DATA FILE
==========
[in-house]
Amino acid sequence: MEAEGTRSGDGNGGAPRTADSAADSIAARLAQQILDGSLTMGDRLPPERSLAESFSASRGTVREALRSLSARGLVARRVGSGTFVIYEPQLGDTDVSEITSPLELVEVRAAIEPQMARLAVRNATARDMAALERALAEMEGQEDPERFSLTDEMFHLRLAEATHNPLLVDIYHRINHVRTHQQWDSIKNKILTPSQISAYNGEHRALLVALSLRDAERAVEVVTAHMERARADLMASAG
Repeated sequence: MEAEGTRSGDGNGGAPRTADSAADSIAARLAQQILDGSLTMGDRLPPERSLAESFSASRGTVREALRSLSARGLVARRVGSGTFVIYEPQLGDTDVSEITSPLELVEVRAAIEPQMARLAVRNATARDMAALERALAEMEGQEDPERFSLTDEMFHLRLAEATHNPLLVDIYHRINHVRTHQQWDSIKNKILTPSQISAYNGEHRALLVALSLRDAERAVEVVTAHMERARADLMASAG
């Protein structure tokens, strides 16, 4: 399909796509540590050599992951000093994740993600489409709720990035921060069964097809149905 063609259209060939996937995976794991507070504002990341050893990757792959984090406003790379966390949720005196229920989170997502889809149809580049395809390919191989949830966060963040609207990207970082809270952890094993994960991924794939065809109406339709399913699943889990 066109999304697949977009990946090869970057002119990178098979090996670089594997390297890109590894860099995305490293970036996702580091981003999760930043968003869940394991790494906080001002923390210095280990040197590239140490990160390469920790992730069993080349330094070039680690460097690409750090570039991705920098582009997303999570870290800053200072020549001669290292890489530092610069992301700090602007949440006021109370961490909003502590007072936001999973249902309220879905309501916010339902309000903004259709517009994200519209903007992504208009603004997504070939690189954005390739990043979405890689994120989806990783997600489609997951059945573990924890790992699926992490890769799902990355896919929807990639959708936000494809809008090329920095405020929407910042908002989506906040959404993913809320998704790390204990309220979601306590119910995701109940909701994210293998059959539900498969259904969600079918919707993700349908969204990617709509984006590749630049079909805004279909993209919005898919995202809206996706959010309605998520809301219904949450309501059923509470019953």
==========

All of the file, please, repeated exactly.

[in-house]
Amino acid sequence: MEAEGTRSGDGNGGAPRTADSAADSIAARLAQQILDGSLTMGDRLPPERSLAESFSASRGTVREALRSLSARGLVARRVGSGTFVIYEPQLGDTDVSEITSPLELVEVRAAIEPQMARLAVRNATARDMAALERALAEMEGQEDPERFSLTDEMFHLRLAEATHNPLLVDIYHRINHVRTHQQWDSIKNKILTPSQISAYNGEHRALLVALSLRDAERAVEVVTAHMERARADLMASAG
Repeated sequence: MEAEGTRSGDGNGGAPRTADSAADSIAARLAQQILDGSLTMGDRLPPERSLAESFSASRGTVREALRSLSARGLVARRVGSGTFVIYEPQLGDTDVSEITSPLELVEVRAAIEPQMARLAVRNATARDMAALERALAEMEGQEDPERFSLTDEMFHLRLAEATHNPLLVDIYHRINHVRTHQQWDSIKNKILTPSQISAYNGEHRALLVALSLRDAERAVEVVTAHMERARADLMASAG
């Protein structure tokens, strides 16, 4: 399909796509540590050599992951000093994740993600489409709720990035921060069964097809149905 063609259209060939996937995976794991507070504002990341050893990757792959984090406003790379966390949720005196229920989170997502889809149809580049395809390919191989949830966060963040609207990207970082809270952890094993994960991924794939065809109406339709399913699943889990 066109999304697949977009990946090869970057002119990178098979090996670089594997390297890109590894860099995305490293970036996702580091981003999760930043968003869940394991790494906080001002923390210095280990040197590239140490990160390469920790992730069993080349330094070039680690460097690409750090570039991705920098582009997303999570870290800053200072020549001669290292890489530092610069992301700090602007949440006021109370961490909003502590007072936001999973249902309220879905309501916010339902309000903004259709517009994200519209903007992504208009603004997504070939690189954005390739990043979405890689994120989806990783997600489609997951059945573990924890790992699926992490890769799902990355896919929807990639959708936000494809809008090329920095405020929407910042908002989506906040959404993913809320998704790390204990309220979601306590119910995701109940909701994210293998059959539900498969259904969600079918919707993700349908969204990617709509984006590749630049079909805004279909993209919005898919995202809206996706959010309605998520809301219904949450309501059923509470019953």